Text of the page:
Since the 19th century, the United States has played a major role in the global steel market. The industry started to take off in the decades following the Civil War, with production steadily increasing with each decade.
In 1880, annual production was approximately 1.25 million tons, in 1900, 10 million tons, and in 1910, 24 million tons – which was by far the greatest of any country and accounted for approximately 40% of the global steel production that year. The amount of jobs generated by the growing steel industry, and the economic output it created, allowed the American economy to become the biggest in the world.
Throughout the 20th century, technological advancement allowed the U.S. to increase production capacity, and with this came an increase in both domestic and international demand for steel.
After World War II, global steel demand sky-rocketed. After all, many countries were devastated by the war and required steel to rebuild their infrastructure, and seeing as they didn’t have the steel production capacity to meet their needs, they turned to the U.S. steel industry to help them.
The U.S. steel industry today
While there’s no doubt that historically the U.S. has been a huge player in the steel industry, you may be wondering about the state of the industry today.
While the steel industry still remains important to the American economy, its influence has declined since the mid-20th century. In 2018, crude steel production amounted to about 73% of 1970 production levels, despite global production tripling since this time.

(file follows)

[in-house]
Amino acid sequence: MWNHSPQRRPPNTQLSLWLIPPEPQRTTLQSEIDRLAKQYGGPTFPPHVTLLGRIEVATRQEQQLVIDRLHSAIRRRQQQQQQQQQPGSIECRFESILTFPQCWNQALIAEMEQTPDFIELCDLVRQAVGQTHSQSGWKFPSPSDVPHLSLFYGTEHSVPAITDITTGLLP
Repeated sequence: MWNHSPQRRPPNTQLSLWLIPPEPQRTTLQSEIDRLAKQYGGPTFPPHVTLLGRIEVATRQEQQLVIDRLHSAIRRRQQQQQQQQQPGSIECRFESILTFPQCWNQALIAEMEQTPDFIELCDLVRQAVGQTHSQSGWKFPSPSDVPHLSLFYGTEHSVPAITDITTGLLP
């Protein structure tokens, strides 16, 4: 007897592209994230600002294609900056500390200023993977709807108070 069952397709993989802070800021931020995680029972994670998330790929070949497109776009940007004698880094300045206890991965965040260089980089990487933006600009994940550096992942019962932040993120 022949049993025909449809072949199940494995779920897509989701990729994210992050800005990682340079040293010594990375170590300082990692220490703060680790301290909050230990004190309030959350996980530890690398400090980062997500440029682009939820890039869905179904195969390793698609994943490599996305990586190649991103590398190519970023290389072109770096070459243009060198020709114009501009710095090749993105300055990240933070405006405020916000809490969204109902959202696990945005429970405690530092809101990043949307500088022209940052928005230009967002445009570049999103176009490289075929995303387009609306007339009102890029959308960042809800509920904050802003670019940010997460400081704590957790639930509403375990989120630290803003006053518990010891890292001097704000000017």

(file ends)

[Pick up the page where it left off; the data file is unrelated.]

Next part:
While steel mills across America employed more than 700,000 workers throughout the 1950s, as of March 2018, American steel mills employed around 83,000 workers – so significantly less. Many large steel mills across the country have closed, making way for a larger share of production coming out of smaller “specialty” mills.
Factors for decline
So what led to this decline?
Firstly, the technological advancements seen in the 20th century enabled companies to produce steel with significantly less manpower. This resulted in jobs lost in the steel industry, though created employment in other sectors such as technology, which diminished the relative influence of the steel industry on the overall American economy.
Secondly, the increase of steel production in other countries inevitably affected the U.S. industry. After the U.S. sold steel at low costs to European countries and Japan after World War II, ironically, these countries were able to reconstruct their steel mills and construct new ones, meaning they could once again meet their domestic demand and no longer needed American steel.
The role of China in steel
While America was falling out of position as the leading producer of steel, China was waiting in the wings. Since the turn of the century, Chinese steel production has been booming. In 2000, China produced 127,236 tons of crude steel, accounting for around 15% of global production (847,057 thousand tons).